5. Comment on other people's posts.  The best way to get people to visit your site is to comment on other people's blog posts.  I try and return the favor as much as possible and if you become a regular commenter on someones site you will get noticed.

6. Be courteous.  Sometimes you have to write a bad review.  For me these are so hard to write.  I feel bad because I know how much a writer's work means to them.  Don't attack the author just because the book wasn't the right feel for you.  Explain why in your opinion you didn't like certain aspects of the story or the characters, and tell the truth.  You don't need to lie about liking a book, but just be respectful that other people may like it.

7. Join social networking sites.  This is something I'm not very good at and I know I need to work on.  Facebook, Twitter, Goodreads, etc.  Sign up and spend some time networking. 

8. Read what you like to read.  The great thing about blogging is that there are blogs out there for every genre.  There are bloggers of every age reviewing different genres and "typical" age categories.  Don't read a certain book because everyone is reading it, read a book because you want to read it.  Look to people who seem to enjoy the same books you do and then if they liked it, maybe you will too.  There are too many books out there to read them all, so read what you enjoy.

9. Be organized.  This is another thing I need to work on.  Set aside some time each week to work on things for your blog.  It may be writing up your reviews or maintenance issues.  Make sure you have the time to not only read the books, but also time to put into blogging.  It is a hobby and you don't want to turn it into work, but like any hobby it takes time and sometimes patience.

10. Be yourself.  People may give you a lot of advice.  Some of it will be great advice and some of it may not work for you.  Everything in this post are things I found helpful or wish I would have known when starting a blog, but ultimately listen to yourself and what you want.

Monday, April 16, 2012

Review of An Abundance of Katherines by John Green

Title: An Abundance of Katherines
Author: John Green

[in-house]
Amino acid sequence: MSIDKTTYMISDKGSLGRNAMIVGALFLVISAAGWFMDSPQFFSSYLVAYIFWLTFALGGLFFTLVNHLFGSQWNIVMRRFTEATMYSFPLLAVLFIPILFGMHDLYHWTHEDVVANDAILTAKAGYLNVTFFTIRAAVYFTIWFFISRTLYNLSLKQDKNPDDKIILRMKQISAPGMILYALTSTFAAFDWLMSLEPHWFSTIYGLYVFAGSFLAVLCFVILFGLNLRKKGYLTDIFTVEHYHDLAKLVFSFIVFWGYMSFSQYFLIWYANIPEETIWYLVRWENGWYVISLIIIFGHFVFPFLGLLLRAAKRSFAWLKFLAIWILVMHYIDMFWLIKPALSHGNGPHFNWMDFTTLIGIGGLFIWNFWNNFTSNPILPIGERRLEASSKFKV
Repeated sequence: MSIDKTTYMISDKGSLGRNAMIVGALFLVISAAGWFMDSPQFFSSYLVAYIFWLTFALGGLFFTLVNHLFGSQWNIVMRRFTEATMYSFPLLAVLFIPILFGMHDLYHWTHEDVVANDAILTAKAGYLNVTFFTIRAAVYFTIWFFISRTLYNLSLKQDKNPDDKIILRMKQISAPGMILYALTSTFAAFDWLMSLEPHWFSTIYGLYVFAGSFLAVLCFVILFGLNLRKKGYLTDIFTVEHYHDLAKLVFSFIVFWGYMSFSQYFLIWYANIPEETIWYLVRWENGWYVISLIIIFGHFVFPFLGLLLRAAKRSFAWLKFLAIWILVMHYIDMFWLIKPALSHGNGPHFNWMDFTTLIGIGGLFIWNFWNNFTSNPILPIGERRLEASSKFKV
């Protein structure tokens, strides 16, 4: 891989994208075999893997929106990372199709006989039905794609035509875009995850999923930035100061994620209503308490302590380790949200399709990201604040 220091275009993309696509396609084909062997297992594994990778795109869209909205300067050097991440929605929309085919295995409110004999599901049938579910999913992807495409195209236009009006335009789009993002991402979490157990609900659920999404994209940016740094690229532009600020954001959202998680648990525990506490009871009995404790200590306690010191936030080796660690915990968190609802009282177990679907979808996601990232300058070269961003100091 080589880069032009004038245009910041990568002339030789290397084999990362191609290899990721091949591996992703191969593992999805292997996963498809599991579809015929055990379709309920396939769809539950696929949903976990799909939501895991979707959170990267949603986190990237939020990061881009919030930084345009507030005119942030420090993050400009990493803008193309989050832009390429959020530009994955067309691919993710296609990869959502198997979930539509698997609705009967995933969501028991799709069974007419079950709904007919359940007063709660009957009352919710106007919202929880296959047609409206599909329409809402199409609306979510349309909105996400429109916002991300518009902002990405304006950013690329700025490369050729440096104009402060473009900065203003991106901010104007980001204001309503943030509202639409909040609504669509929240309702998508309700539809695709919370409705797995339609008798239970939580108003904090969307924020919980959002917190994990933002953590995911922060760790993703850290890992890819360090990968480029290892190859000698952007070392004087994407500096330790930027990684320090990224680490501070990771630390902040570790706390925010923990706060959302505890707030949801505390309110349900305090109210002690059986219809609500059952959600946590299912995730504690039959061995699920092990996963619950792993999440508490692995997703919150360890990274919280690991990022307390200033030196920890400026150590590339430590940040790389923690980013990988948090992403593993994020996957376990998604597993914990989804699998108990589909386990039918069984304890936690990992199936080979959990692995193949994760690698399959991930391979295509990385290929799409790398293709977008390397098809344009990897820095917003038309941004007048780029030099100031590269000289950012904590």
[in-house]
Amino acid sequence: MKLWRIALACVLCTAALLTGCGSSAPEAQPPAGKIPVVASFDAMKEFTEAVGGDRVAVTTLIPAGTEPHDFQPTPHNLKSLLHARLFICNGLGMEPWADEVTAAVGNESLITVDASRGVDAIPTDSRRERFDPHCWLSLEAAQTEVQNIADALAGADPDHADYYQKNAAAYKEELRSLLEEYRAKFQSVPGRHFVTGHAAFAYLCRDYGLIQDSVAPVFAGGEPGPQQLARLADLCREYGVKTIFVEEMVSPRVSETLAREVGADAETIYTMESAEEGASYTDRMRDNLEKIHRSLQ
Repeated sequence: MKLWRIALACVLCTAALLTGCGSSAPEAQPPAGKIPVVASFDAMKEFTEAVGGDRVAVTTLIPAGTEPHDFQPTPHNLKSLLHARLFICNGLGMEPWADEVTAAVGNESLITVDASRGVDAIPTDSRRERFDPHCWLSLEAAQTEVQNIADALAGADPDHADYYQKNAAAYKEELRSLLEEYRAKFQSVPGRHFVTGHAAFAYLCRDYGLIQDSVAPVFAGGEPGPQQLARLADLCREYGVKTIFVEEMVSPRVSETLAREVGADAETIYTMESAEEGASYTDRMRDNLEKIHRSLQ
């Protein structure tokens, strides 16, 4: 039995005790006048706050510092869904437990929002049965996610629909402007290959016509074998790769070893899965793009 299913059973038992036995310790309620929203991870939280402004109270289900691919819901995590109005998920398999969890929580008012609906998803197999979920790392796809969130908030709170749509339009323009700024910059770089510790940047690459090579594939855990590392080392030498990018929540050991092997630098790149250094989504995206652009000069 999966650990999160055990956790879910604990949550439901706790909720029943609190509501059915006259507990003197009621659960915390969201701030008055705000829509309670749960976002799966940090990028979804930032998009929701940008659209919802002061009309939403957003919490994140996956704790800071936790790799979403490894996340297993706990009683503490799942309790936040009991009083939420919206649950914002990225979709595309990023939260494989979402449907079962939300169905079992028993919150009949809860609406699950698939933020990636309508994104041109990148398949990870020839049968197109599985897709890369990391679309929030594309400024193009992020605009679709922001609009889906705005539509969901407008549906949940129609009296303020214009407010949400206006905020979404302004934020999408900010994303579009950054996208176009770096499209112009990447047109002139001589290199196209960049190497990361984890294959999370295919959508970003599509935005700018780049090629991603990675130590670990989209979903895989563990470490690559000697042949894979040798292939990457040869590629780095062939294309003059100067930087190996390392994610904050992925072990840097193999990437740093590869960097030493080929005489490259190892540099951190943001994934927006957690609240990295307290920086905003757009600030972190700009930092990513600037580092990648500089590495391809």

Narrator: Jeff Woodman
Published by: Brilliance Audio
Length: 6 sound discs (ca. 7 hr.)
Source: Library
Format: Audiobook
Rating: ★★★★
Summary from Goodreads: When it comes to relationships, Colin Singleton's type is girls named Katherine. And when it comes to girls named Katherine, Colin is always getting dumped. Nineteen times, to be exact.On a road trip miles from home, this anagram-happy, washed-up child prodigy has ten thousand dollars in his pocket, a bloodthirsty feral hog on his trail, and an overweight, Judge Judy-loving best friend riding shotgun ? but no Katherines. Colin is on a mission to prove The Theorem of Underlying Katherine Predictability, which he hopes will predict the future of any relationship, avenge Dumpees everywhere, and finally win him the girl.

Who it the world dates 19 girls before they themselves are 19 and all of the girls just happen to be named Katherine?  The situation of Colin dating all these Katherines is a little surreal but still quite funny.  My sister herself went through a stage of dating only guys whose names started with "J," and we thought that was a crazy coincidence.  I really can't understand how this geeky, child prodigy not only dated 19 girls, but they all had the same name with the exact same spelling.  I mean Colin only had one friend so how in the world did he get so many girlfriends. 

Colin is the type of guy I feel would always correct my grammar.  He's a nice guy and very smart, but really doesn't have the social skills to fit in.  After being dumped for the 19th time by the latest Katherine, Colin and his only friend, Hassan take a rode trip and end up in the middle of nowhere trying to figure things out.  The gem of this novel is the characters.  Each one is a bit quirky and doesn't really fit into main stream society.  They all have great personalities and are so unique you can't help but love them.

The other thing that John Green does really well is dialogue.  You will be laughing so hard at times you'll be giving your abs a workout.  When not laughing you'll be contemplating Colin's words and thoughts.  It's a crazy idea trying to come up with a theorem to predict the future of relationships, but Colin's determined to figure it out and along the way he discovers a lot about himself and love in general.  With the help of a few local towns-people this is a summer Colin will never forget.  

This book was wonderful and the narrator was great.  He had the perfect tone for Colin and portrayed just the right amount of snarkiness to keep the listeners engaged.

Saturday, April 14, 2012

Review of The Miseducation of Cameron Post by Emily M. Danforth

Title: The Miseducation of Cameron Post
Author: Emily M. Danforth
Published by: Balzer + Bray
Pages: 480
Source: Library
Format: Hardcover
Rating: ★★★★★

Summary from Goodreads: When Cameron Post’s parents die suddenly in a car crash, her shocking first thought is relief. Relief she’ll never have to tell them that, hours earlier, she had been kissing a girl.

But that relief soon turns to heartbreak, as Cam is forced to move in with her conservative aunt Ruth. She knows that from this point on, her life will forever be different. Survival in Miles City, Montana, means blending in and not making waves, and Cam becomes an expert at this—especially at avoiding any questions about her sexuality.